Matt Patterson, executive director of the Center for Worker Freedom, published an op-ed in the Times Free Press highlighting Chattanooga Mayor Andy Berke’s deal brokered with labor union leadership.
So while Big Labor was turned away at Volkswagen, one of the most radical unions in the country staged a quiet coup at City Hall with the help of a compliant politician who owes his career to union checkbooks. In fact, city employees who have never asked for or voted on SEIU representation may be interested to know that Article 1 of the Mayor’s agreement begins, “… the city of Chattanooga recognizes… that the union is the authorized representative of all general government employees.”
The Hill’s Julian Hattem wrote an article highlighting Americans for Tax Reform President, Grover Norquist’s support for The Permanent Internet Tax Freedom Act.
In a letter to leaders of the House Judiciary Committee on Wednesday, Norquist said that a current bill in Congress would prevent “punitive and discriminatory” taxes from limiting the power of the Web.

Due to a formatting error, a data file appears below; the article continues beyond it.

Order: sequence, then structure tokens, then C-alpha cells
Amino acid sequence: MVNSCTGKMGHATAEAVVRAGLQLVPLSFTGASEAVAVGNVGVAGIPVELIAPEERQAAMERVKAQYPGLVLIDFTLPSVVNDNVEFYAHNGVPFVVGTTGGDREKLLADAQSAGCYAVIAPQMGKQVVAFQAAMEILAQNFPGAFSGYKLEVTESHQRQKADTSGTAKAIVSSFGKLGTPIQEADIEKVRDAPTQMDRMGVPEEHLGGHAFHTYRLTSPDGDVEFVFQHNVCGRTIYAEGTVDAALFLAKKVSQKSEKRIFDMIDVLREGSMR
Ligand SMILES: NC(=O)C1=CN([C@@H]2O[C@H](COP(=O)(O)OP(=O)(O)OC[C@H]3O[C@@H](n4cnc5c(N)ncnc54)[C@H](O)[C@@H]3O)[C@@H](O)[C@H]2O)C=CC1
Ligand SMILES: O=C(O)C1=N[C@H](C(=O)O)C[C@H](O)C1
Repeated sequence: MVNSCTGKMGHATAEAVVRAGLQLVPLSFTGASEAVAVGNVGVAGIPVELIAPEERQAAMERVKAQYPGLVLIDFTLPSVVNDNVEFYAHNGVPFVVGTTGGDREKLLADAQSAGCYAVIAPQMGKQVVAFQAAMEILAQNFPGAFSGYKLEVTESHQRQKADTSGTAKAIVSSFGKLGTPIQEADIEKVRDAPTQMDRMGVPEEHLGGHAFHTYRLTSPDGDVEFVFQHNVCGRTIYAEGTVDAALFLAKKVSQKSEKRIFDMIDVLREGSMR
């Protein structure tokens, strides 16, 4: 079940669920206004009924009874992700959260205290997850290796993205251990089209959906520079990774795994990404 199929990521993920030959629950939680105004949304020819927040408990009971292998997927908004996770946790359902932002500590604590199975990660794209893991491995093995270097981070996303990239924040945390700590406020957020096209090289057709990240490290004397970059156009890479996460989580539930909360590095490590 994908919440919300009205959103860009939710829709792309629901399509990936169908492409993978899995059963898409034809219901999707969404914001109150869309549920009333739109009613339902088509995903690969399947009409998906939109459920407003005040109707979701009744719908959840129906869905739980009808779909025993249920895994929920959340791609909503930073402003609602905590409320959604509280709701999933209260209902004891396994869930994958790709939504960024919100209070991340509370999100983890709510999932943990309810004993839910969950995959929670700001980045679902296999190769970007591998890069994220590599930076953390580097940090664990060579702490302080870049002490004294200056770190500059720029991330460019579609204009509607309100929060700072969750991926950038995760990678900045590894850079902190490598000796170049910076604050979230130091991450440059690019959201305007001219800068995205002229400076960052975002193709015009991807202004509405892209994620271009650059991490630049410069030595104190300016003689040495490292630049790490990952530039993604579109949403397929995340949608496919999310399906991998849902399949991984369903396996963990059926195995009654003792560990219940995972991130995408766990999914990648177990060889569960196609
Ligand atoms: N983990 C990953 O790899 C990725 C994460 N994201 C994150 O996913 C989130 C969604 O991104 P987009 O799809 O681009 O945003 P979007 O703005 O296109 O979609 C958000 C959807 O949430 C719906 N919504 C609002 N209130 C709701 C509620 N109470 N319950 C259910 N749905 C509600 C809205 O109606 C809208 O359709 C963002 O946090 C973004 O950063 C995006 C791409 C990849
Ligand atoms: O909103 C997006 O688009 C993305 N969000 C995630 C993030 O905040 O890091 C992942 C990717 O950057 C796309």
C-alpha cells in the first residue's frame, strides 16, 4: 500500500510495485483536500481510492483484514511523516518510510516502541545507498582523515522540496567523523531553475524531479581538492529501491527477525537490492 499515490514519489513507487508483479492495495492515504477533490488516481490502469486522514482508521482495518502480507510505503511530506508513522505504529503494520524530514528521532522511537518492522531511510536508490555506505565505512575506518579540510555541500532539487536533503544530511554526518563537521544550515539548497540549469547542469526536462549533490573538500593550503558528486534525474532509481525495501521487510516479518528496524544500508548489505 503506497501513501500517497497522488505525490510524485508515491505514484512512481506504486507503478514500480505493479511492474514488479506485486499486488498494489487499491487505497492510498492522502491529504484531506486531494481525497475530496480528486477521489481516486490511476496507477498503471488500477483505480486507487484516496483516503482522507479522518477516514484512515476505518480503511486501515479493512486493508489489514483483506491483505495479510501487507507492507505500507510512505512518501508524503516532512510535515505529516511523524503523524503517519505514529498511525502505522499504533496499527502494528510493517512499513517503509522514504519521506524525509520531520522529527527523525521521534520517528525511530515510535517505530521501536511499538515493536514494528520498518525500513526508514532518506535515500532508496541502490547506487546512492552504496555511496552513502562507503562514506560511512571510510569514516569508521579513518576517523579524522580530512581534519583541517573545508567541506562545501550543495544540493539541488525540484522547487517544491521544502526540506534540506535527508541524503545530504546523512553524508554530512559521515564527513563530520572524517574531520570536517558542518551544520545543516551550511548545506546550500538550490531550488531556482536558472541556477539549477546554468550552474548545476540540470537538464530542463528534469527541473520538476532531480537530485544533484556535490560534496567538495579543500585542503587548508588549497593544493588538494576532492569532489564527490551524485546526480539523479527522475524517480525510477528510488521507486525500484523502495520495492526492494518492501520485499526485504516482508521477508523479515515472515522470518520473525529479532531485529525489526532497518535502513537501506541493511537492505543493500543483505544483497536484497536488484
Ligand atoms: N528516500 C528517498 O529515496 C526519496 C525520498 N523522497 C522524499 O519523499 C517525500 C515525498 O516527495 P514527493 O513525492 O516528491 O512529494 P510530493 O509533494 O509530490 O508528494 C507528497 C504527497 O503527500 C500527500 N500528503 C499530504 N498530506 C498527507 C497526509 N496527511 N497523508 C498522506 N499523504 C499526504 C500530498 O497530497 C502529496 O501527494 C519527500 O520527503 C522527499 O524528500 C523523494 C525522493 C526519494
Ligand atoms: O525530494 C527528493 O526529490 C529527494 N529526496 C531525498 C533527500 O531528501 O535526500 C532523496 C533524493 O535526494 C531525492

“Excessive taxes will hinder continued growth in the digital space,” he wrote.
“Allowing the Internet access tax moratorium to lapse would certainly lead to higher tax rates on consumers and reduce the rate of adoption and innovation. The Internet is our greatest gateway to innovation and education, higher taxes on Internet access undermines American economic competiveness and growth.”
Richard Rubin, of Bloomberg, wrote an article citing Americans for Tax Reform’s critique of Rep. Dave Camp’s recent tax system reform proposal.
Groups such as the Tax Foundation and Americans for Tax Reform criticized Camp’s plan on depreciation and pointed to nonpartisan estimates showing that the proposal would reduce capital stock.
Now, Camp is moving in the opposite direction by proposing faster write-offs compared with the underlying tax law, which attempts to align deductions for capital investments with the multi-year stream of income they create.